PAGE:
This book explores the challenges of applying disability theory and policy, including the social model of disability, to madness and distress. It brings together leading scholars and activists from Europe, North America, Australia and India, to explore the relationship between madness, distress and disability.
Whether mental health problems should be viewed as disabilities is a pressing concern, especially since the inclusion of psychosocial disability in the UN Convention on the Rights of Persons with Disabilities. This book will appeal to policy makers, practitioners, activists and academics.
"An enjoyable and thought-provoking introduction to the relationship between mental health problems and disability." Critical Social Policy
"Significant and a must for undergraduates and postgraduates in the fields of sociology, social theory and social policy." Disability and Society
"A rewarding and frequently compelling read that does not shy away from grappling with the uncertainties surrounding its field of inquiry." LSE Review of Books
"'Distress', 'disability', 'impairment', 'madness', 'recovery' – all are stress tested for their meanings and their options for social activism rehearsed. This is an invaluable book for students of the perennialy contested topic of mental health." David Pilgrim, Liverpool University
"This text brings together insights from critical disability studies, mad studies and politicised analyses of mental health to develop a theoretical, empirical and activist response to wider conditions of disablement. The authors clearly demonstrate the potency of theory and the centrality of activism and this book will be of interest to anyone interested in developing politics in a time of austerity" Dan Goodley, Sheffield University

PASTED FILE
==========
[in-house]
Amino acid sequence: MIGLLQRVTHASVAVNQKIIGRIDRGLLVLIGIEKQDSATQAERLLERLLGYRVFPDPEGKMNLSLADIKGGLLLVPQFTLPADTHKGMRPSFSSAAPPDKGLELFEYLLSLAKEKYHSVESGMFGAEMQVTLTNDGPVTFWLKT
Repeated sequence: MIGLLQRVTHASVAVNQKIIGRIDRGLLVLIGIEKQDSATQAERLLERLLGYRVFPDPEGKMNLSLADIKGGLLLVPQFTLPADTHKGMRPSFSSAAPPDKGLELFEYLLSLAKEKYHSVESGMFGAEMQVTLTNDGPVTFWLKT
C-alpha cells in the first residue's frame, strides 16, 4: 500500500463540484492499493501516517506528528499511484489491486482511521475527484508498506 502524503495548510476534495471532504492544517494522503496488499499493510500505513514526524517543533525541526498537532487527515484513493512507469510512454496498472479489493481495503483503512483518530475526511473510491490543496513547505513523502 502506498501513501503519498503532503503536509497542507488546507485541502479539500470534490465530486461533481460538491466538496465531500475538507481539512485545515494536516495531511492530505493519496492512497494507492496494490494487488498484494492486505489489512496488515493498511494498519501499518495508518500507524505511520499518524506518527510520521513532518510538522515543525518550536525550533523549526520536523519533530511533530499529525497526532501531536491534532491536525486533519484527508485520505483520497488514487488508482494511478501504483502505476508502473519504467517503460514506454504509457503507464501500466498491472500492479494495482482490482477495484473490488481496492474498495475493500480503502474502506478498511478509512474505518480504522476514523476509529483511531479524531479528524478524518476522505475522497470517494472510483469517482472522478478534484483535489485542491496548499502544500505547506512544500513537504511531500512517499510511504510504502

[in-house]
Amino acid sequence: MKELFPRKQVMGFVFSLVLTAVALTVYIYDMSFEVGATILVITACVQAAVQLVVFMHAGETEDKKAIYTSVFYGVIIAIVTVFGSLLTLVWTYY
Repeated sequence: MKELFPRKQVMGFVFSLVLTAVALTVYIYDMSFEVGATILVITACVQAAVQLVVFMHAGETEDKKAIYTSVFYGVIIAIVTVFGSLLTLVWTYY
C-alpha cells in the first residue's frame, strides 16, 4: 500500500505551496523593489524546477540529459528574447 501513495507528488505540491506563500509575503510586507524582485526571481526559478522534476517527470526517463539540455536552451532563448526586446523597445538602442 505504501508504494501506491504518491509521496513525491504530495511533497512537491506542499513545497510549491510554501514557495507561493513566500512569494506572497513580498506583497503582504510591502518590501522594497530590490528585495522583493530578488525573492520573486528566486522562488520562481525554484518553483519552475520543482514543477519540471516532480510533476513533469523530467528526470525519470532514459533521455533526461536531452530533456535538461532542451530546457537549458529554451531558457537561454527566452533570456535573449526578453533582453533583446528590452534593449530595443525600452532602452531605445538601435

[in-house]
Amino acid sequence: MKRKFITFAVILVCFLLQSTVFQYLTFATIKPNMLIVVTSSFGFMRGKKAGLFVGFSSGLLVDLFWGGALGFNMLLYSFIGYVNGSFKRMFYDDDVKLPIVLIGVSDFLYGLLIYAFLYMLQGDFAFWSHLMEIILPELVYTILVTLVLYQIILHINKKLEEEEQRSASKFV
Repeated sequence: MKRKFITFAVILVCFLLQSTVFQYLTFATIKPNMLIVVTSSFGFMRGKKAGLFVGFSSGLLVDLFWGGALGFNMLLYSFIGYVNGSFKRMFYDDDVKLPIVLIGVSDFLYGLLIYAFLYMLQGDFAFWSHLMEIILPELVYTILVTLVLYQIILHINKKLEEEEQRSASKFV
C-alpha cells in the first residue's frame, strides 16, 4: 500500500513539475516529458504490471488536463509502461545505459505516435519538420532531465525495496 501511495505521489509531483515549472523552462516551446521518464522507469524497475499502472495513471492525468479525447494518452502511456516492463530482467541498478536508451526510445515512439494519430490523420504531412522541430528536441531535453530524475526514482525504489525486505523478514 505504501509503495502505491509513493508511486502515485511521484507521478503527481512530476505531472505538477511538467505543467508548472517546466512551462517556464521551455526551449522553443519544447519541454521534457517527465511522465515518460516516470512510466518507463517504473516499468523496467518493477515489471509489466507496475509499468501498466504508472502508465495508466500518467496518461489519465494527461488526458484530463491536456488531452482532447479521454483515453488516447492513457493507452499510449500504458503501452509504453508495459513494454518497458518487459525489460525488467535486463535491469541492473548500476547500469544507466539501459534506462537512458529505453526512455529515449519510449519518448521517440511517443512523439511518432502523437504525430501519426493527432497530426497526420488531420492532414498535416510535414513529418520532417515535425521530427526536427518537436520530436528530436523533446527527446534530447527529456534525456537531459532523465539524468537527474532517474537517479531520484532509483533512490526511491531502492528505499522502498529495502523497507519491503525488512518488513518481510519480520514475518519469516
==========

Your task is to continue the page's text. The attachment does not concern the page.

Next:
Helen Spandler is Reader in Mental Health at the University of Central Lancashire and part of the Asylum magazine collective.
Jill Anderson coordinates the Mental Health in Higher Education project, works freelance and is a doctoral student at Lancaster University.
Bob Sapey is a founder member of CCrAMHP (Critical and Creative Approaches to Mental Health Practice) and a supporter of the Hearing Voices Network.
Foreword ~ Jenny Morris;
Introduction ~ Bob Sapey, Helen Spandler and Jill Anderson;
Part One: Disjunctures between disability and madness;
Unreasonable adjustments? Applying disability policy to madness and distress ~ Helen Spandler and Jill Anderson;
What we talk about when we talk about disability: making sense of debates in the European user/survivor movement ~ Jasna Russo and Debra Shulkes;
Inconvenient complications: on the heterogeneities of madness and their relationship to disability ~ Nev Jones and Timothy Kelly;
Unsettling impairment: mental health and the social model of disability ~ William J Penson;
Part Two: Theorising distress and disablement;
Towards a socially situated model of mental distress ~ Jerry Tew;
The Capabilities Approach and the social model of mental health ~ Jan Wallcraft and Kim Hopper;
Psycho-emotional disablism in the lives of people experiencing mental distress ~ Donna Reeve;
Part Three: Applying social models of disability;
Psycho-emotional disablism, complex trauma and women’s mental distress ~ Shelley Briggs and Fiona Cameron;
Linking ‘race’, mental health and a social model of disability: what are the possibilities? ~ Frank Keating;
Social models of disability and sexual distress ~ Meg John Barker and Alex Iantaffi;
The social model of disability and suicide prevention ~ Helen Spandler interviews David Webb;
Part Four: Universalising disability policy;
Advancing the rights of users and survivors of psychiatry using the UN Convention on the Rights of Persons with Disabilities ~ An interview with Tina Minkowitz;
UN Convention on the Rights of Persons with Disabilities: out of the frying pan into the fire? Mental health service users and survivors aligning with the disability movement ~ Anne Plumb;
The global politics of disablement: assuming impairment and erasing complexity ~ China Mills;
Disabilities, colonisation and globalisation: how the very possibility of a disability identity was compromised for the ‘insane’ in India ~ Bhargavi V Davar;
Part Five: Meeting places;
Neurodiversity: bridging the gap between the Disabled People's Movement and the Mental Health System Survivors' Movement? ~ Steve Graby;
Distress and disability: not you, not me, but us? ~ Peter Beresford;
'It’s complicated': blending disability and mad studies in the corporatising university ~ Kathryn Church;
Solidarity across difference: organising for democratic alliances ~ Mick McKeown and Helen Spandler;
Beyond the horizon: the landscape of madness, distress and disability ~ Jill Anderson, Helen Spandler and Bob Sapey.